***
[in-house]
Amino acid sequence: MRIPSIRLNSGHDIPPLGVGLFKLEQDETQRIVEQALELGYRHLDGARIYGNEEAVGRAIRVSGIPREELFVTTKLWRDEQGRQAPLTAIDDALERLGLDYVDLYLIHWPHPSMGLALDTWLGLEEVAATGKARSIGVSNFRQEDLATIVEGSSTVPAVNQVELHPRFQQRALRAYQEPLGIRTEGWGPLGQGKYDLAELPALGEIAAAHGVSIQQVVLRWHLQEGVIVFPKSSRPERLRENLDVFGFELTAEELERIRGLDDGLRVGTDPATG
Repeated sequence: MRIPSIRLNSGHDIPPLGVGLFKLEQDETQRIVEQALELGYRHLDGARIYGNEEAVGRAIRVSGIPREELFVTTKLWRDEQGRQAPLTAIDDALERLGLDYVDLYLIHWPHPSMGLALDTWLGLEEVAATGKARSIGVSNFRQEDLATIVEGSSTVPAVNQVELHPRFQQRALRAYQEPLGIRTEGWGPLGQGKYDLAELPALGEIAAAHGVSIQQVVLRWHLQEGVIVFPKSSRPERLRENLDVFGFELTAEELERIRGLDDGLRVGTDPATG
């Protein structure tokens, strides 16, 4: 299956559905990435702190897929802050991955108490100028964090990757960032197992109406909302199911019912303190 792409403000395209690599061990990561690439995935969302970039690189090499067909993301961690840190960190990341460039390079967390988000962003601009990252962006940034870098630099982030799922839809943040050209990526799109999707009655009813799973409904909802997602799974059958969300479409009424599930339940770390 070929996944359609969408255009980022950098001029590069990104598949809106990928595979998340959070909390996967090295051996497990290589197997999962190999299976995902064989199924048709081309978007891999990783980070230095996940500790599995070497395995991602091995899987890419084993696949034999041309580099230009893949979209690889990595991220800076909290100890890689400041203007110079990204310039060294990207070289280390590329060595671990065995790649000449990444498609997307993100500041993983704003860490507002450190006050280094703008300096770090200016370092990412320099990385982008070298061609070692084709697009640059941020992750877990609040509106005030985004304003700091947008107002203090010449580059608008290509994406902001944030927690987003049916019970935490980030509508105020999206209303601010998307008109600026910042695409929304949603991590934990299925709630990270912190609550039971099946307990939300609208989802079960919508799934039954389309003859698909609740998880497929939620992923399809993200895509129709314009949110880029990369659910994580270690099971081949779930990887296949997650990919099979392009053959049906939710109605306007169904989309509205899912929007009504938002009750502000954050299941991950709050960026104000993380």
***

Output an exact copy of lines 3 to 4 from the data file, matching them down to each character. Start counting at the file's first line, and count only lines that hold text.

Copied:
Repeated sequence: MRIPSIRLNSGHDIPPLGVGLFKLEQDETQRIVEQALELGYRHLDGARIYGNEEAVGRAIRVSGIPREELFVTTKLWRDEQGRQAPLTAIDDALERLGLDYVDLYLIHWPHPSMGLALDTWLGLEEVAATGKARSIGVSNFRQEDLATIVEGSSTVPAVNQVELHPRFQQRALRAYQEPLGIRTEGWGPLGQGKYDLAELPALGEIAAAHGVSIQQVVLRWHLQEGVIVFPKSSRPERLRENLDVFGFELTAEELERIRGLDDGLRVGTDPATG
């Protein structure tokens, strides 16, 4: 299956559905990435702190897929802050991955108490100028964090990757960032197992109406909302199911019912303190 792409403000395209690599061990990561690439995935969302970039690189090499067909993301961690840190960190990341460039390079967390988000962003601009990252962006940034870098630099982030799922839809943040050209990526799109999707009655009813799973409904909802997602799974059958969300479409009424599930339940770390 070929996944359609969408255009980022950098001029590069990104598949809106990928595979998340959070909390996967090295051996497990290589197997999962190999299976995902064989199924048709081309978007891999990783980070230095996940500790599995070497395995991602091995899987890419084993696949034999041309580099230009893949979209690889990595991220800076909290100890890689400041203007110079990204310039060294990207070289280390590329060595671990065995790649000449990444498609997307993100500041993983704003860490507002450190006050280094703008300096770090200016370092990412320099990385982008070298061609070692084709697009640059941020992750877990609040509106005030985004304003700091947008107002203090010449580059608008290509994406902001944030927690987003049916019970935490980030509508105020999206209303601010998307008109600026910042695409929304949603991590934990299925709630990270912190609550039971099946307990939300609208989802079960919508799934039954389309003859698909609740998880497929939620992923399809993200895509129709314009949110880029990369659910994580270690099971081949779930990887296949997650990919099979392009053959049906939710109605306007169904989309509205899912929007009504938002009750502000954050299941991950709050960026104000993380």